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Cerumen is the technical term for earwax, and a cerumen impaction refers to an earwax blockage. Over time, a gradually worsening impaction can cause an earache, mild hearing loss, or ringing noises in the ear called tinnitus. Earwax blockages can usually be cleared at home with simple techniques. The ear is a sensitive organ, and a person should take great care not to damage it when trying to remove a cerumen impaction. Persistent ear pain or hearing problems need to be addressed by a doctor.
Glands in the ear canal produce cerumen to help trap dirt, bacteria, and other pathogens. A cerumen impaction can occur if the glands produce an excessive amount of earwax or if the ears are not cleaned out regularly. Some people simply have more cerumen than others, and they are usually aware of their condition due to the feeling of fullness in their ears when wax is not removed.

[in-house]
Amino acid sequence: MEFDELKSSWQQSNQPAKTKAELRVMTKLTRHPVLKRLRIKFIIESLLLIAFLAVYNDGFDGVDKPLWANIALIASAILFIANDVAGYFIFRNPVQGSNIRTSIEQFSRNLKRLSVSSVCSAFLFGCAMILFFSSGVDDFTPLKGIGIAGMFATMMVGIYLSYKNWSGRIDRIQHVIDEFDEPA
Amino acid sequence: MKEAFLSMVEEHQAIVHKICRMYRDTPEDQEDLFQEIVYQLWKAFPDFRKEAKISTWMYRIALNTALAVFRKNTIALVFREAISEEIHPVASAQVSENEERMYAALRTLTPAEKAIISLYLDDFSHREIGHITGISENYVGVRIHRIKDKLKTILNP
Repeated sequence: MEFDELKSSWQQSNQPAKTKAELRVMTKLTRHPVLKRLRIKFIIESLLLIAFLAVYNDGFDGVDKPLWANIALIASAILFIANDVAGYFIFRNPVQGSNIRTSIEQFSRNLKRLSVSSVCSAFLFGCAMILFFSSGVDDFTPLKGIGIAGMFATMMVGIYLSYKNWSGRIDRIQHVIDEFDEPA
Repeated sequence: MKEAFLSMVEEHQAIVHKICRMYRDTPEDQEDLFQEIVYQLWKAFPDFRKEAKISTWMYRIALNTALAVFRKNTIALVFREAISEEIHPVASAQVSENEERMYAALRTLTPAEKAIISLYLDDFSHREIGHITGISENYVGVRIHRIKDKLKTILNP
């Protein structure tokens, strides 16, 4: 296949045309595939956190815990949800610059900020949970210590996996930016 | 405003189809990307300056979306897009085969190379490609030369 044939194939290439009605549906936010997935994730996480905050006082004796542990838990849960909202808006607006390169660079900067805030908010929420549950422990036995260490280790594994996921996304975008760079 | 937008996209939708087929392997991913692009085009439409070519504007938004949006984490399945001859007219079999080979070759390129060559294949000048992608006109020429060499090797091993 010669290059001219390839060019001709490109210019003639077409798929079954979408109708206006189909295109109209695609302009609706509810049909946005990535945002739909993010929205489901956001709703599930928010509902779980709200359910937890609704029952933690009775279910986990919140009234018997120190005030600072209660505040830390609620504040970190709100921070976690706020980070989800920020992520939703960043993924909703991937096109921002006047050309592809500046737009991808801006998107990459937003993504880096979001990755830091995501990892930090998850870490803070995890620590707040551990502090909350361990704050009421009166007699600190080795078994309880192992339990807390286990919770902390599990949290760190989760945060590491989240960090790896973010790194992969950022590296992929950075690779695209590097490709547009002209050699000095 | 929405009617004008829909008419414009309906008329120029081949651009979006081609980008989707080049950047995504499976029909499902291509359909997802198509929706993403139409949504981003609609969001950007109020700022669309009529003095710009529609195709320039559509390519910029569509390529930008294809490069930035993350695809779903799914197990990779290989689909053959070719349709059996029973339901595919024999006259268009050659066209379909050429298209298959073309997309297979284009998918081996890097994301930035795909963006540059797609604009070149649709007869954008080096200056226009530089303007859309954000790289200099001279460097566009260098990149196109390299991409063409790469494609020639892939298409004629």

Most cases of cerumen impaction can be relieved with simple home remedies. Many people try to clean their ears with cotton swabs, though doctors generally advise against the practice as a swab can potentially damage the eardrum or push earwax further into the canal, thereby worsening the impaction. Instead, a person can take steps to soften the earwax and remove it with a soft cloth or tissue.
An eyedropper can be used to place a small amount of mineral oil, olive oil, or diluted hydrogen peroxide into the ear. Softened cerumen is easier to remove manually. If a buildup persists, an individual can try to irrigate the ear canal. After applying softening oils or peroxide, a small amount of warm water can be squirted into the ear while tilting the head. Water and wax are drained when the head is tilted the other way. A cloth can be used to dry the canal after irrigating it.
If home remedies are ineffective or if tinnitus worsens, an individual should visit his or her primary care physician. A doctor can inspect the ear, look for signs of tissue damage, and determine the best way to remove the cerumen impaction. A popular clinical removal technique involves using a specialized suction device to dislodge cerumen and clear the ear canal. A physician may also manipulate small scraping instruments or use an irrigation procedure similar to the one that can be performed at home. If the doctor suspects an infection or a ruptured eardrum, he or she can refer the patient to a specialist for further care.
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